The raising of doves was a major industry in the Shfelah in the Hellenistic period and some 85 columbarium caves have been found in Maresha. There are over 2,000 niches in this particular cave. The cave is in the shape of a double cross and there are two openings in the ceiling. Raising doves required little labor as the birds fed themselves. The doves and their eggs were used for food. In an age without refrigeration, a single dove made a convenient food portion. Doves were also used for sacrificial purposes and their droppings could be used for fertilizer. This industry came to an end in about the 3rd century BCE. 

  • Continue along the footpath in the direction of Parking Lot B, and you will come to the "Bathtub Cave" (#4) and the Oil Press Cave (5)*.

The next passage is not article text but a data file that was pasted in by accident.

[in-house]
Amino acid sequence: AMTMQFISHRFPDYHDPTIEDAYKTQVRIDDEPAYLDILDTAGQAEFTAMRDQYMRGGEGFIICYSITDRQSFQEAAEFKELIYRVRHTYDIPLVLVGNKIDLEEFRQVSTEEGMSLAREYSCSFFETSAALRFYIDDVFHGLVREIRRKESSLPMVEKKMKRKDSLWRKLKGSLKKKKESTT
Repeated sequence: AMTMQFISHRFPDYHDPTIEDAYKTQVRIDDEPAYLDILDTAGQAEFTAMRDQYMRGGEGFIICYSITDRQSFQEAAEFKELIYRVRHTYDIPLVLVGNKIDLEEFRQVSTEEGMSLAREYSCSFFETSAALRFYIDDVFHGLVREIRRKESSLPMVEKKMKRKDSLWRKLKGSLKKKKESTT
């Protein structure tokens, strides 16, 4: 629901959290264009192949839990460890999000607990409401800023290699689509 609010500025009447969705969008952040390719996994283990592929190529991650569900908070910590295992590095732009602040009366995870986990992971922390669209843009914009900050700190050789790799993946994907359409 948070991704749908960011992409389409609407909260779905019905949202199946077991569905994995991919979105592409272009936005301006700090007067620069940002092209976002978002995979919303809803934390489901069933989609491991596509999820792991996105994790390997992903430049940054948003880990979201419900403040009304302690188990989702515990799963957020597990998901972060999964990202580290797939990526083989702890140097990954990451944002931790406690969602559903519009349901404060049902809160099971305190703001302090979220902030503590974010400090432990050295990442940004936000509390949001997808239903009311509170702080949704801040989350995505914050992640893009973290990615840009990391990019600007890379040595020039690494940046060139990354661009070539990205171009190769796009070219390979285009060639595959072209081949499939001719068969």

Olive oil production was another important industry in this area in that the climate of the Judean Lowlands was very favorable for the growing of olive trees. This cave would have been a busy one for the 3 months of the harvesting period. This particular olive press from the Hellenistic period is reconstructed. The olives were first crushed in a mill, since the olive pits were also a source of oil. This involved a round basin with a crushing stone that revolved around the basin. The mush was then placed in straw baskets and about 10 baskets at a time were pressed by attaching weights to the far end of the beam.

  • Continue on the footpath to The Villa (#6)*.


This home is a partially reconstructed 2-storied villa from the Hellenistic period. The walls were plastered in the modern period to prevent the soft chalk walls from weathering. Beneath the home is a deep cistern that can be visited. There are also steps to what would have been a second story.

  • After leaving the villa, you will immediately come to a fork. The left-hand fork leads to the top of the tell, although it may be blocked off. If this is the case, go to Parking Lot B and take the path from there to the top of the tell, going around the white gate and following the sign to Tel Maresha. It is worth visiting for the view.